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March 14 – Year of the Ox (Epilogue: Part 6) The Meaning of Everything is In The Moment

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“Yesterday I left home to get some groceries,” says a Revel Alliance member named Emily, in our chat, looking to share a horrible experience. We were there for her, as we always are for each other. It’s why I made the group. “I went to the Kowloon Market in my neighborhood, Chinatown, in Ottawa, Ontario (Canada). There was an altercation in progress right at the main entrance to the store. At least two white, unmasked people were arguing with the staff. There was a solemn crowd gathering outside…I could see through the windows that there were several people recording videos of the incident on their cell phones. An onlooker informed me that the two people were refusing to wear a mask, and they were also clearly refusing to leave the store. I heard one man yell at the staff, ‘ARE YOU A LAWYER??’”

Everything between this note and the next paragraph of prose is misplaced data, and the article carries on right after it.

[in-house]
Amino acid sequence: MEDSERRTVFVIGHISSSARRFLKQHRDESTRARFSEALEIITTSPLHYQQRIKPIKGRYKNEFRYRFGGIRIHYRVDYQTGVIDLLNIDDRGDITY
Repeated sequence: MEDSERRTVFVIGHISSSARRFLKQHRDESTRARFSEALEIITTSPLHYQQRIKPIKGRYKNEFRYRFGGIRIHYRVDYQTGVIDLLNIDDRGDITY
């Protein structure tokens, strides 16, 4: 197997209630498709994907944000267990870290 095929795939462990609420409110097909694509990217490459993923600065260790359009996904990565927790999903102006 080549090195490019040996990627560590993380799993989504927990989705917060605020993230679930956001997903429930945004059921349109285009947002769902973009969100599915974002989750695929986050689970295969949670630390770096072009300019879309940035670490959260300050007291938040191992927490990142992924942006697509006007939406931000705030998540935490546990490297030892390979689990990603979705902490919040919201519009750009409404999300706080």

“I reasoned I should probably shop elsewhere. So, I made my way down Somerset Street toward the next closest (open) store thinking; it’s a rainy Sunday evening; I’ll probably get lucky and have an easy time social distancing. On the corner of Somerset and Kent, I was waiting for the light to change so I could make my way to the grocery store, now just one block away. I was wearing a cute mask with colorful moths on it. A plainly-dressed, thirty-something-year-old white man with a tidy brown beard pulled up beside me on a bicycle with an empty grey milk crate strapped to the back. He looked over at me, and our eyes met. As the light changed, he yelled to me, ‘HEY! Oxygen is your friend! You should breathe it.’…or some such nonsense. I called back that I was indeed breathing plenty of oxygen, thank you. The guy made the ‘you’re crazy’ sign by tracing a circle with his finger next to his head as he biked away from me… As a white, able-bodied person who benefits from heteronormative privilege, it is rare for me to feel harassed on the street. This didn’t really feel threatening, but it left me deeply unsettled…the events of my rainy Sunday evening were telling me that anti-maskers are emboldened…they will hold their ground and cause issues for small business owners…They will harass people on the street for simply WEARING A MASK. Last night, a bar I used to work at, Atomic Rooster, held a fundraiser to pay for the front window that was smashed when an anti-masker drove a chair through it a couple of weeks ago. The person got angry that he was being asked to wear a mask and acted out. The community response to this, as far as I can tell, has been a mixture of rage and empathy: Rage at the anti-masker for further complicating the already difficult task of being a small restaurant owner during a pandemic… but also empathy, because this guy was clearly in mental distress and a lot of people suffering mental illnesses are really having a hard time coping with the mask orders. How do we support people with mental illness but also protect ourselves from anti-mask violence? Maybe this question is not framed properly…but I feel there are lessons from my experiences yesterday I’m not quite fully understanding…When the guy on the bike was calling me crazy for wearing a mask, I nearly yelled that indeed he shall miss his ‘friend’ oxygen when he has COVID and needs a ventilator to live. I resisted, but how can I stay compassionate when what these people are doing feels so infuriating? Almost seven months, I barely leave my house, and when I do so responsibly, I need to be aware that this makes me a target for anti-mask anger? Living my sheltered, work-from-home life, I almost believed anti-mask sentiments were in the small minority in my hometown of Ottawa. Maybe they are, but when those sentiments are expressed, they can be loud…and dangerous!”